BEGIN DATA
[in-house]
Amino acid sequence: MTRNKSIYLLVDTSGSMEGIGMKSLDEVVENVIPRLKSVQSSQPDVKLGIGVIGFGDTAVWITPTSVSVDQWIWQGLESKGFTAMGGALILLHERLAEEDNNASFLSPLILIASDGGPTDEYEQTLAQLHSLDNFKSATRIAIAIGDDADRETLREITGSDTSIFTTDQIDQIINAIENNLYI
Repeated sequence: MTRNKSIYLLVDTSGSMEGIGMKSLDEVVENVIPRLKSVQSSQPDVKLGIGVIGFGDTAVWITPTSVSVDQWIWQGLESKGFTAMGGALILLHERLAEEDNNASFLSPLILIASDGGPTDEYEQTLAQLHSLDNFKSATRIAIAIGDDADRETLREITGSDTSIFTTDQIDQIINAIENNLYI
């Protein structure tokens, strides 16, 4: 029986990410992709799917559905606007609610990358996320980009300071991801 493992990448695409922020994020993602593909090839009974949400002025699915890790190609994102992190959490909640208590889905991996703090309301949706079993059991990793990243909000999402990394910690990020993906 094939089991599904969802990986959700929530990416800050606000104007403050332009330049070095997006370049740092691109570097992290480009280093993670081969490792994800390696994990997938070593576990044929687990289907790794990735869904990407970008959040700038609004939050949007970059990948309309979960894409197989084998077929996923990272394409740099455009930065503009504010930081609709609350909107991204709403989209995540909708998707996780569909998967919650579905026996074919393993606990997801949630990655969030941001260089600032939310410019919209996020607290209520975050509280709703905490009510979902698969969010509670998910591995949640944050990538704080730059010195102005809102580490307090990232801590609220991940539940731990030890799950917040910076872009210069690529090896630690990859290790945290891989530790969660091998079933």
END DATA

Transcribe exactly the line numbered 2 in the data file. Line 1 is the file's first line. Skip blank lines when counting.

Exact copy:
Amino acid sequence: MTRNKSIYLLVDTSGSMEGIGMKSLDEVVENVIPRLKSVQSSQPDVKLGIGVIGFGDTAVWITPTSVSVDQWIWQGLESKGFTAMGGALILLHERLAEEDNNASFLSPLILIASDGGPTDEYEQTLAQLHSLDNFKSATRIAIAIGDDADRETLREITGSDTSIFTTDQIDQIINAIENNLYI